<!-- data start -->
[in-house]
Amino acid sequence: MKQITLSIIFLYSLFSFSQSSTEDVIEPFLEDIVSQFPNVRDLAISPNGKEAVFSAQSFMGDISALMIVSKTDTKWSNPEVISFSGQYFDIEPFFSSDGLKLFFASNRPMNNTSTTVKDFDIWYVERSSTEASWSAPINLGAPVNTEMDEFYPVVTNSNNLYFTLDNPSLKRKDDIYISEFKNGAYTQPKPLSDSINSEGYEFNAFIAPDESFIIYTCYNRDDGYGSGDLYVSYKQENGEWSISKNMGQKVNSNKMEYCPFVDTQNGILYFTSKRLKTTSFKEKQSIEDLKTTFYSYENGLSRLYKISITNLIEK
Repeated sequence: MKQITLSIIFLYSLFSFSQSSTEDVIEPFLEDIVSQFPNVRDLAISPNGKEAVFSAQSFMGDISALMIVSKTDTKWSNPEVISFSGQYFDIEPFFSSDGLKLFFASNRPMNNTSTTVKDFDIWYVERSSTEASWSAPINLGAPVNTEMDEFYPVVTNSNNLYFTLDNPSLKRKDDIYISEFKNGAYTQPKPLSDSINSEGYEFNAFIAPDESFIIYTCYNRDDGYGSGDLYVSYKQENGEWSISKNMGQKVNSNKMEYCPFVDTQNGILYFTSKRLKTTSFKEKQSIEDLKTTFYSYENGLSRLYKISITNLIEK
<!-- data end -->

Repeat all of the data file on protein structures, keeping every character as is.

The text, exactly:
[in-house]
Amino acid sequence: MKQITLSIIFLYSLFSFSQSSTEDVIEPFLEDIVSQFPNVRDLAISPNGKEAVFSAQSFMGDISALMIVSKTDTKWSNPEVISFSGQYFDIEPFFSSDGLKLFFASNRPMNNTSTTVKDFDIWYVERSSTEASWSAPINLGAPVNTEMDEFYPVVTNSNNLYFTLDNPSLKRKDDIYISEFKNGAYTQPKPLSDSINSEGYEFNAFIAPDESFIIYTCYNRDDGYGSGDLYVSYKQENGEWSISKNMGQKVNSNKMEYCPFVDTQNGILYFTSKRLKTTSFKEKQSIEDLKTTFYSYENGLSRLYKISITNLIEK
Repeated sequence: MKQITLSIIFLYSLFSFSQSSTEDVIEPFLEDIVSQFPNVRDLAISPNGKEAVFSAQSFMGDISALMIVSKTDTKWSNPEVISFSGQYFDIEPFFSSDGLKLFFASNRPMNNTSTTVKDFDIWYVERSSTEASWSAPINLGAPVNTEMDEFYPVVTNSNNLYFTLDNPSLKRKDDIYISEFKNGAYTQPKPLSDSINSEGYEFNAFIAPDESFIIYTCYNRDDGYGSGDLYVSYKQENGEWSISKNMGQKVNSNKMEYCPFVDTQNGILYFTSKRLKTTSFKEKQSIEDLKTTFYSYENGLSRLYKISITNLIEK